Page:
Since fireworks accidents can be dangerous and even fatal, the government regulates fireworks. Few items have maimed, blinded, and injured people as fireworks have. Most states and localities regulate when, what types, and to whom fireworks can be sold as well as how they may be used and possessed. Many of these laws vary because of the wide range of fireworks, from M-80s to sparklers. Breaking a fireworks law could be a felony or a misdemeanor. Here are some examples of laws regulating fireworks:
- Some places ban fireworks sales and use completely.
- Some places require a permit to sell fireworks.
- Some places do not allow the sale of fireworks to children
- Some places require a permit to use fireworks.
- Some places forbid possessing or storing fireworks.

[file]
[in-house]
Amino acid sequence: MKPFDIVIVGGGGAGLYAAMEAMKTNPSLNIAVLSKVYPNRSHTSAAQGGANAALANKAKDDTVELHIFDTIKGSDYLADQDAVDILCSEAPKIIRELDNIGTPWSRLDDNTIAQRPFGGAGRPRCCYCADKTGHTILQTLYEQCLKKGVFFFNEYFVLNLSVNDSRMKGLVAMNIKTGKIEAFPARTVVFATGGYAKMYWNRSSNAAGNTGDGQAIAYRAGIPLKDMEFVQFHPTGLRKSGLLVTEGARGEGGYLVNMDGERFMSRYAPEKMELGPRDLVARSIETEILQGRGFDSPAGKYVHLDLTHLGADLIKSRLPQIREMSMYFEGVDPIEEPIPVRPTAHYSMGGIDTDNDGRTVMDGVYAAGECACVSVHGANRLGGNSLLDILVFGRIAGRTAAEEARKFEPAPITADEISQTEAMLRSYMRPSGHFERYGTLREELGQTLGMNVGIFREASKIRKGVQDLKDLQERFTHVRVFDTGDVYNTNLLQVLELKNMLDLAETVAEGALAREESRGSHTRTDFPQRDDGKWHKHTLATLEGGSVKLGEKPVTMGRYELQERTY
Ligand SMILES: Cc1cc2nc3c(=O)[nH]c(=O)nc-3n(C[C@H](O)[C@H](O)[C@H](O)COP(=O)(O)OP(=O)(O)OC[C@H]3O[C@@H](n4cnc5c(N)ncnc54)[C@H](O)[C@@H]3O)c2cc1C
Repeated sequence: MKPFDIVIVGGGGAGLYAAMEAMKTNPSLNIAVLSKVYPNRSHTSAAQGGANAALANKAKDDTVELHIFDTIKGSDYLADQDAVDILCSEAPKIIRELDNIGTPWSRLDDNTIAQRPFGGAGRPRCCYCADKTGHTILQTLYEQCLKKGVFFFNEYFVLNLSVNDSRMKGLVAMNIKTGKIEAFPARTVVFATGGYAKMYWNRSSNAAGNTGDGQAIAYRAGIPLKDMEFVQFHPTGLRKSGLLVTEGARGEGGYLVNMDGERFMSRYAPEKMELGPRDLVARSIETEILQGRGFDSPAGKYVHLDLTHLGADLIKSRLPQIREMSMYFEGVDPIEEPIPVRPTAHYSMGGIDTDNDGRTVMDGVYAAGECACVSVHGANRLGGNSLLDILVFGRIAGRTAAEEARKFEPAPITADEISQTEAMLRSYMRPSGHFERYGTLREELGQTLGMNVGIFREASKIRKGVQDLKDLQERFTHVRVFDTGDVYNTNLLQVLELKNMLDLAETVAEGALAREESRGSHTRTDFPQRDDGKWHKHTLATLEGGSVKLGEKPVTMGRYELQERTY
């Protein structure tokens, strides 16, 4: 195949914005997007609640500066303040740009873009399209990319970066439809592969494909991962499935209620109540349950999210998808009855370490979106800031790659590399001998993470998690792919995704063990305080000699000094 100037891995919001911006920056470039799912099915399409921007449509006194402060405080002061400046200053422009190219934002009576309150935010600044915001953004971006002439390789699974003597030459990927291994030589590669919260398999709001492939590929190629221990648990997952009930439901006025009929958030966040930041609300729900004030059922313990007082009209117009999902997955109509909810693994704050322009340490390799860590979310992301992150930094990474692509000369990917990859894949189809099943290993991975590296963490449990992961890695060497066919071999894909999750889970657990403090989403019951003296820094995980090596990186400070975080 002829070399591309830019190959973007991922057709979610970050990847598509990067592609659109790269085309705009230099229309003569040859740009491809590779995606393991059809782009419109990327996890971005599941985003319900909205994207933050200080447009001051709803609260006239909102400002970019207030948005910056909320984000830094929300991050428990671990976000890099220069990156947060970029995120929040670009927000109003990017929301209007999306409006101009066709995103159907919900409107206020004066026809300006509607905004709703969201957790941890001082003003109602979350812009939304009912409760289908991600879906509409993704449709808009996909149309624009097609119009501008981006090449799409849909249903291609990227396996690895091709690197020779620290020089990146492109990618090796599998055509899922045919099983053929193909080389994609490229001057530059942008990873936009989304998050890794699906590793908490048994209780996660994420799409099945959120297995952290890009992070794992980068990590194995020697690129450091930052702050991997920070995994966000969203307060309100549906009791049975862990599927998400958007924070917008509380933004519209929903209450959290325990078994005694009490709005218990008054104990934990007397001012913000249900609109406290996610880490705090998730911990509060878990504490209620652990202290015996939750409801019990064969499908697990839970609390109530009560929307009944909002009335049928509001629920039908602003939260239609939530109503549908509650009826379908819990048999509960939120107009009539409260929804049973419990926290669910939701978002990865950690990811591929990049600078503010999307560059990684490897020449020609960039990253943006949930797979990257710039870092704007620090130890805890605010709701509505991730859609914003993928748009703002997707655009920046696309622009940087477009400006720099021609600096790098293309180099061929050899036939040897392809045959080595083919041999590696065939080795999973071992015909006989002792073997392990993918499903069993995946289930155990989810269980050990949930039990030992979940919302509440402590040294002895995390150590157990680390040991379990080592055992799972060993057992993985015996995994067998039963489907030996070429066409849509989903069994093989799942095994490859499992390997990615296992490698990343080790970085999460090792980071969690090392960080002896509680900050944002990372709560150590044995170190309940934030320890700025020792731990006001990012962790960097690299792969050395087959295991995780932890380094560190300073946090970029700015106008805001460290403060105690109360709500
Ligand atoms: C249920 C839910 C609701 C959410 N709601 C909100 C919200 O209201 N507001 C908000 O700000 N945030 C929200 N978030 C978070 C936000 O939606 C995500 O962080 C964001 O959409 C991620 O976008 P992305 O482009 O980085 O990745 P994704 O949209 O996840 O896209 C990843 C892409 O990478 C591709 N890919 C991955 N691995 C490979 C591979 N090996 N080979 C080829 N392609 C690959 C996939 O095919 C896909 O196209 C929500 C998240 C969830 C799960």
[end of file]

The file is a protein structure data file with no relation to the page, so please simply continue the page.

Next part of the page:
- Some places allow the sale of only certain types of fireworks.
- The federal government bans bringing fireworks to sensitive areas such as airports.
- The federal government bans using fireworks as weapons with the intent of damaging or destroying property through an explosion.
- The federal government bans transporting fireworks into places where it would be prohibited.
Penalties for breaking fireworks related laws vary. If you break a fireworks law, you may face a fine, probation, jail time, or a combination. Also, if you injure a person or property while using fireworks, you may be liable for civil damages.
Because the law varies from place to place, contacting a criminal lawyer can help you determine the relevant law where you are and whether you are permitted to store and use fireworks. A lawyer can also represent you in court if you are accused of violating a fireworks law. If you have been injured by fireworks, speak with an experienced personal injury lawyer.